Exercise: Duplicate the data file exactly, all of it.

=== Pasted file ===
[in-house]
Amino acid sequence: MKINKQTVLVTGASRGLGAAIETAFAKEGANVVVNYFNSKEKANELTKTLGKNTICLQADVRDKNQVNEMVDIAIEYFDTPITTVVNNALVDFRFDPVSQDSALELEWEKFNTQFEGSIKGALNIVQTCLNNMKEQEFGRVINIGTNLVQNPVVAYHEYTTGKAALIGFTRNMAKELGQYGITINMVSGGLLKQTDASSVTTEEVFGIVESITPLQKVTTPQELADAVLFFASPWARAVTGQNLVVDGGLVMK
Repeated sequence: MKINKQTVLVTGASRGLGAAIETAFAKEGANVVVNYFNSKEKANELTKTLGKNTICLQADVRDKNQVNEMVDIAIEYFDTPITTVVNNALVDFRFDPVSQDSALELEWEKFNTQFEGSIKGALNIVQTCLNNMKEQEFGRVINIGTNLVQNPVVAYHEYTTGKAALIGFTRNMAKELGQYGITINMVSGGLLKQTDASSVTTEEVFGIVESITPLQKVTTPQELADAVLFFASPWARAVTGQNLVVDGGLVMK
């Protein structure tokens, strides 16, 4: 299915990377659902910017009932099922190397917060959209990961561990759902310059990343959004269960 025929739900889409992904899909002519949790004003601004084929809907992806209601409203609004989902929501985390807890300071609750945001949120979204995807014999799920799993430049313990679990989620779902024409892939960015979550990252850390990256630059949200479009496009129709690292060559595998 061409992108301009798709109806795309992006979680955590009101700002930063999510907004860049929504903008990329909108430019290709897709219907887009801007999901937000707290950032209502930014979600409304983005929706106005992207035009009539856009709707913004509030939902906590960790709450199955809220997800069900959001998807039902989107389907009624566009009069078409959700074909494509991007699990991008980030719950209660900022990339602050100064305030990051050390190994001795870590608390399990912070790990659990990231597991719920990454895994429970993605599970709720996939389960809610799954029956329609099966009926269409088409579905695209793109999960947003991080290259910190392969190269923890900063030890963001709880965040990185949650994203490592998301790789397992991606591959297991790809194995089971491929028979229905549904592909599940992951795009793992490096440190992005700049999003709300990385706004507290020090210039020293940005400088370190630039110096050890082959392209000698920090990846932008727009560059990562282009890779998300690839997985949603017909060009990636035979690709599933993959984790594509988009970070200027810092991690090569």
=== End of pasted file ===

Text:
[in-house]
Amino acid sequence: MKINKQTVLVTGASRGLGAAIETAFAKEGANVVVNYFNSKEKANELTKTLGKNTICLQADVRDKNQVNEMVDIAIEYFDTPITTVVNNALVDFRFDPVSQDSALELEWEKFNTQFEGSIKGALNIVQTCLNNMKEQEFGRVINIGTNLVQNPVVAYHEYTTGKAALIGFTRNMAKELGQYGITINMVSGGLLKQTDASSVTTEEVFGIVESITPLQKVTTPQELADAVLFFASPWARAVTGQNLVVDGGLVMK
Repeated sequence: MKINKQTVLVTGASRGLGAAIETAFAKEGANVVVNYFNSKEKANELTKTLGKNTICLQADVRDKNQVNEMVDIAIEYFDTPITTVVNNALVDFRFDPVSQDSALELEWEKFNTQFEGSIKGALNIVQTCLNNMKEQEFGRVINIGTNLVQNPVVAYHEYTTGKAALIGFTRNMAKELGQYGITINMVSGGLLKQTDASSVTTEEVFGIVESITPLQKVTTPQELADAVLFFASPWARAVTGQNLVVDGGLVMK
């Protein structure tokens, strides 16, 4: 299915990377659902910017009932099922190397917060959209990961561990759902310059990343959004269960 025929739900889409992904899909002519949790004003601004084929809907992806209601409203609004989902929501985390807890300071609750945001949120979204995807014999799920799993430049313990679990989620779902024409892939960015979550990252850390990256630059949200479009496009129709690292060559595998 061409992108301009798709109806795309992006979680955590009101700002930063999510907004860049929504903008990329909108430019290709897709219907887009801007999901937000707290950032209502930014979600409304983005929706106005992207035009009539856009709707913004509030939902906590960790709450199955809220997800069900959001998807039902989107389907009624566009009069078409959700074909494509991007699990991008980030719950209660900022990339602050100064305030990051050390190994001795870590608390399990912070790990659990990231597991719920990454895994429970993605599970709720996939389960809610799954029956329609099966009926269409088409579905695209793109999960947003991080290259910190392969190269923890900063030890963001709880965040990185949650994203490592998301790789397992991606591959297991790809194995089971491929028979229905549904592909599940992951795009793992490096440190992005700049999003709300990385706004507290020090210039020293940005400088370190630039110096050890082959392209000698920090990846932008727009560059990562282009890779998300690839997985949603017909060009990636035979690709599933993959984790594509988009970070200027810092991690090569």